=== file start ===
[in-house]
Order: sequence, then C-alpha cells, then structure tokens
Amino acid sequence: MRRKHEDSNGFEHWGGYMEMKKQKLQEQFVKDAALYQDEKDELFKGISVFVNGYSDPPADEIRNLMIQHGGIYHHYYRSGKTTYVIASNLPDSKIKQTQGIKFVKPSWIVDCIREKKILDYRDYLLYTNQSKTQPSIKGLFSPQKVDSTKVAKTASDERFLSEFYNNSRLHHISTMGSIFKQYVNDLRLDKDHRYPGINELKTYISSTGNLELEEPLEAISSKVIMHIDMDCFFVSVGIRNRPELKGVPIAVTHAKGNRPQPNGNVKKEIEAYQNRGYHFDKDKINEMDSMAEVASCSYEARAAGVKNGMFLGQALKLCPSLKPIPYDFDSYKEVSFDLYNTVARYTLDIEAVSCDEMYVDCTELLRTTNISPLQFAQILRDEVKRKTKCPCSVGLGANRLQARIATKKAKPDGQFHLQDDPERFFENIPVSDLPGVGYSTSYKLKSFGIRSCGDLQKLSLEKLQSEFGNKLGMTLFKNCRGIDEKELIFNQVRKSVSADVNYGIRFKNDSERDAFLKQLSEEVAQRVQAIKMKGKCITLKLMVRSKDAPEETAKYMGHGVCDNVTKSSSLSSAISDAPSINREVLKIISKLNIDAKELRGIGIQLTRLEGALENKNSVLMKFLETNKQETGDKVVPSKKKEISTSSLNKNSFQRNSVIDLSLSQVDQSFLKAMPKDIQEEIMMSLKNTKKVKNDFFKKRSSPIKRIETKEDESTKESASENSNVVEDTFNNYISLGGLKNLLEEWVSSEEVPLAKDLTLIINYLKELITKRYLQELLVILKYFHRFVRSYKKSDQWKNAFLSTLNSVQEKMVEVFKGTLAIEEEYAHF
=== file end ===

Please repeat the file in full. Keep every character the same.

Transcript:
[in-house]
Order: sequence, then C-alpha cells, then structure tokens
Amino acid sequence: MRRKHEDSNGFEHWGGYMEMKKQKLQEQFVKDAALYQDEKDELFKGISVFVNGYSDPPADEIRNLMIQHGGIYHHYYRSGKTTYVIASNLPDSKIKQTQGIKFVKPSWIVDCIREKKILDYRDYLLYTNQSKTQPSIKGLFSPQKVDSTKVAKTASDERFLSEFYNNSRLHHISTMGSIFKQYVNDLRLDKDHRYPGINELKTYISSTGNLELEEPLEAISSKVIMHIDMDCFFVSVGIRNRPELKGVPIAVTHAKGNRPQPNGNVKKEIEAYQNRGYHFDKDKINEMDSMAEVASCSYEARAAGVKNGMFLGQALKLCPSLKPIPYDFDSYKEVSFDLYNTVARYTLDIEAVSCDEMYVDCTELLRTTNISPLQFAQILRDEVKRKTKCPCSVGLGANRLQARIATKKAKPDGQFHLQDDPERFFENIPVSDLPGVGYSTSYKLKSFGIRSCGDLQKLSLEKLQSEFGNKLGMTLFKNCRGIDEKELIFNQVRKSVSADVNYGIRFKNDSERDAFLKQLSEEVAQRVQAIKMKGKCITLKLMVRSKDAPEETAKYMGHGVCDNVTKSSSLSSAISDAPSINREVLKIISKLNIDAKELRGIGIQLTRLEGALENKNSVLMKFLETNKQETGDKVVPSKKKEISTSSLNKNSFQRNSVIDLSLSQVDQSFLKAMPKDIQEEIMMSLKNTKKVKNDFFKKRSSPIKRIETKEDESTKESASENSNVVEDTFNNYISLGGLKNLLEEWVSSEEVPLAKDLTLIINYLKELITKRYLQELLVILKYFHRFVRSYKKSDQWKNAFLSTLNSVQEKMVEVFKGTLAIEEEYAHF